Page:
Is Biblical Inspiration a Proof of Calvinism?
by Jack Cottrell (Notes) on Wednesday, September 30, 2009 at 2:26pm
SOMEONE HAS WRITTEN about a “Calvinist challenge,” thus: “I wanted to pass along a challenge a Calvinist has thrown down. My answer, thus far, has been that Scripture is silent on the ‘mode’ of inspiration, leaving the Calvinist with the same conundrum. I wondered if you might have a further thought on the following challenge:”
“How is it that God inspired the Scriptures in such a way that every word—indeed, every jot and tittle—was what He determined? Every standard evangelical definition of inspiration would emphatically insist that God used the personalities, vocabularies, intellects, and learning of the individual authors—and we completely agree. Let’s also stipulate that He did not employ dictation (except in a few cases where this is expressly stated). Yet the product was still determined sovereignly by God. The words are avowedly His words (2 Peter 1:21; 1 Corinthians 2:13). So how did this miracle occur?
“I say you cannot answer that question without embracing the very essence of the Calvinist position regarding God’s sovereignty and human free will.” [So says the challenger.]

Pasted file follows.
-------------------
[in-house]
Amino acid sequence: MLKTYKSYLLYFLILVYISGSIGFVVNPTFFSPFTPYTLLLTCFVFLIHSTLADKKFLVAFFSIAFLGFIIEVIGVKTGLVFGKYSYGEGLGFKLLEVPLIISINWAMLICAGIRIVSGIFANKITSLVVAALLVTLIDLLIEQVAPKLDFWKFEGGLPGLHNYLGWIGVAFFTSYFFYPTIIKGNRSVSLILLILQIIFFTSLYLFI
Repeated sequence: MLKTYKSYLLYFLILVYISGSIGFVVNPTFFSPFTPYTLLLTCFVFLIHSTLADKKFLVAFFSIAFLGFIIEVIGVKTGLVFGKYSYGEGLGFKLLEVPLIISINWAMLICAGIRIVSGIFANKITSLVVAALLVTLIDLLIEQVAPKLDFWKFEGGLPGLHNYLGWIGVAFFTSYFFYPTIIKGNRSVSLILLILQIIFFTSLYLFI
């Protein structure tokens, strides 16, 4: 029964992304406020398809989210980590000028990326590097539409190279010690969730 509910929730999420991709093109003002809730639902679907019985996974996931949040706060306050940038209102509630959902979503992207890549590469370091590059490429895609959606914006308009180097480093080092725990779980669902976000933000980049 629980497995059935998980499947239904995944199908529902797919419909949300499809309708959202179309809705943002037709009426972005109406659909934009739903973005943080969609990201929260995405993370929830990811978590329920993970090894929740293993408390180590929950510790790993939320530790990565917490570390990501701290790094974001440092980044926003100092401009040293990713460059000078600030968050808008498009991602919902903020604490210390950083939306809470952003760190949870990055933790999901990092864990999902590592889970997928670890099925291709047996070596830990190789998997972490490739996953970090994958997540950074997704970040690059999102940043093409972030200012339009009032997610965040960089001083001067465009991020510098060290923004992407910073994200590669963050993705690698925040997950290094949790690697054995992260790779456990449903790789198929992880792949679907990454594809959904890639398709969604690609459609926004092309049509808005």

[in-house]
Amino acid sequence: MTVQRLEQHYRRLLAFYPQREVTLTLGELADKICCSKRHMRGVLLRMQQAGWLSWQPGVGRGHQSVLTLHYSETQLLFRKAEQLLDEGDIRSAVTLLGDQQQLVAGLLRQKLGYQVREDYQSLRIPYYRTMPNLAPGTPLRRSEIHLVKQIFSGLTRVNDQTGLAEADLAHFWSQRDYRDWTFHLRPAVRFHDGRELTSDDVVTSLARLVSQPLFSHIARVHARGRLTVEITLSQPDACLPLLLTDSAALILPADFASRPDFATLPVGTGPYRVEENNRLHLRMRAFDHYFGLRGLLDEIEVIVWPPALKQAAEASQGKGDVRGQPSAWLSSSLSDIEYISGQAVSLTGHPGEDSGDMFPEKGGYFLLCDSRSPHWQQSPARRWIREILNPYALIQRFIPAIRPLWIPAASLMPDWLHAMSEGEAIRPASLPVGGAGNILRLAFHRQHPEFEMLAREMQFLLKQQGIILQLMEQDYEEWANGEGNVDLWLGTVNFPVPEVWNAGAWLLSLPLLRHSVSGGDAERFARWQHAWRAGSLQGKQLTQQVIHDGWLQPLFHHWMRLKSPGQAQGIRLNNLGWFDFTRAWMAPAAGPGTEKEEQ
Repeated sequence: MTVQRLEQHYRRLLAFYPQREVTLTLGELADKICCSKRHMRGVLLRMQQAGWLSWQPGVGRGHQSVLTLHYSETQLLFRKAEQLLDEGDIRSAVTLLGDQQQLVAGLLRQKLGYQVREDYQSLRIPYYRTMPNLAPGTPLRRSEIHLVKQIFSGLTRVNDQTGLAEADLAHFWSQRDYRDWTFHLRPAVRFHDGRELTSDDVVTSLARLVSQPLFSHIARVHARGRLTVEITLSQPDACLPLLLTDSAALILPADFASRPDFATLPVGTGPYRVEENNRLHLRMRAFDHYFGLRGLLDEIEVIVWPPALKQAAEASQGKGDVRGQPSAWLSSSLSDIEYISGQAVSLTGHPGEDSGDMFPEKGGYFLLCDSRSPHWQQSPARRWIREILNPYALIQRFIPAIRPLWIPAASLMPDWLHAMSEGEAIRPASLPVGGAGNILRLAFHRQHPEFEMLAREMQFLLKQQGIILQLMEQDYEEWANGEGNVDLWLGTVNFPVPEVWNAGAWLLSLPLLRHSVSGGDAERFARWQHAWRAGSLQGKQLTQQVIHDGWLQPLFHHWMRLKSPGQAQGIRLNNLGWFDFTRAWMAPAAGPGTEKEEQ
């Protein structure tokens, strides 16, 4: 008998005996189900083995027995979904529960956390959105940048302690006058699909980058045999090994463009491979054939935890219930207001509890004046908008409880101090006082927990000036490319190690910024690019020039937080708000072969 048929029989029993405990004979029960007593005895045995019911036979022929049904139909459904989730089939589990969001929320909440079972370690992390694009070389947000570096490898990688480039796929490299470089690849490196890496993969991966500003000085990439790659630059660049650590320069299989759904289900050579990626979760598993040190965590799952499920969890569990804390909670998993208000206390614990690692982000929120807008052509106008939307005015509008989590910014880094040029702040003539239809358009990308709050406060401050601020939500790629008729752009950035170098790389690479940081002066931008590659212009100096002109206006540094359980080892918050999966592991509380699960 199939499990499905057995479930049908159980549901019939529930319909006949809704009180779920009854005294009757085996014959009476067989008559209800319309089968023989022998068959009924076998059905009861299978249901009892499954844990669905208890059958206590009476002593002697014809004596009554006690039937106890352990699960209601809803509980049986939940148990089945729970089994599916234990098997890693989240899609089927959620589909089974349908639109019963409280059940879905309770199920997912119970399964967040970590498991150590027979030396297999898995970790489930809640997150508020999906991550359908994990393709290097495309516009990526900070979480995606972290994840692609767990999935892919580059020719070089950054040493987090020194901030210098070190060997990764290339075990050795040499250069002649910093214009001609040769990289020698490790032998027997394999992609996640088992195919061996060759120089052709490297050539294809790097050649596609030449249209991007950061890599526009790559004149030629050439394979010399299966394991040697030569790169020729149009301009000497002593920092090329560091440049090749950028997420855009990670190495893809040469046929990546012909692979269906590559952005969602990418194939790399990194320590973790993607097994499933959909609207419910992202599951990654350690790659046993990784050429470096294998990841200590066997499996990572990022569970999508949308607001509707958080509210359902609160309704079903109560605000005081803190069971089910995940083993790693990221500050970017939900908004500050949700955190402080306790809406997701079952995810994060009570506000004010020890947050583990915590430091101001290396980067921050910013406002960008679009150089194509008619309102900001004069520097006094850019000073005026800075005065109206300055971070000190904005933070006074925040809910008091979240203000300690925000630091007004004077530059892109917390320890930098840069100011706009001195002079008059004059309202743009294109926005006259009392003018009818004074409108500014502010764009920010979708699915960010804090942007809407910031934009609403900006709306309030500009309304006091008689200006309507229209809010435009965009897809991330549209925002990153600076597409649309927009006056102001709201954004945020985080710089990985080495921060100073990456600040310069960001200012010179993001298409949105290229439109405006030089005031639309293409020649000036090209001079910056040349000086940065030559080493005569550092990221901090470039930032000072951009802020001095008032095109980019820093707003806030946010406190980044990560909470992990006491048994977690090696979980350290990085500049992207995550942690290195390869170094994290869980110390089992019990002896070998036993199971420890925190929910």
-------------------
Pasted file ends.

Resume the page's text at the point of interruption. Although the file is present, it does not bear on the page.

In my book “What the Bible Says About God the Ruler” I show the clear distinctions among THREE different ways God works in the world: general providence, special providence, and miracles. (See also “The Faith Once for All,” 119-125.) The “Calvinist challenge” (above) seems to equate Biblical inspiration only with the category of miracles, which is shown by the emphatic use of the terms “miracle” and “determined.” My understanding of inspiration is that every jot and tittle of the Bible is APPROVED rather than determined. Every word is approved by God and thus bears his guarantee of truthfulness and his authority. Only the dictated parts would be produced by a process equivalent to miracles (and thus determined). Other parts are produced by a process equivalent to special providence, as in God’s life-long preparation of certain individuals to be Biblical authors, or in his raising certain thoughts and memories to the writers’ minds. Still other parts are produced by a process equivalent to general providence, in that they are the authors’ own thoughts and feelings (as in many Psalms, or in Paul’s list of greetings in Rom. 16), which are subject to God’s PERMISSIVE WILL only. But since God’s permissive will implies his right and ability to PREVENT any about-to-happen product of a writer’s pen from actually being written (e.g., a factual error), even that part of Scripture produced under his permissive will (i.e., general providence) has his approval. This shows how the Bible can be fully inspired and authoritative without saying that its every letter is “determined sovereignly” by God. The free will of the authors is still operative under general providence and special providence. Thus the so-called “Calvinist challenge” proves to be quite toothless.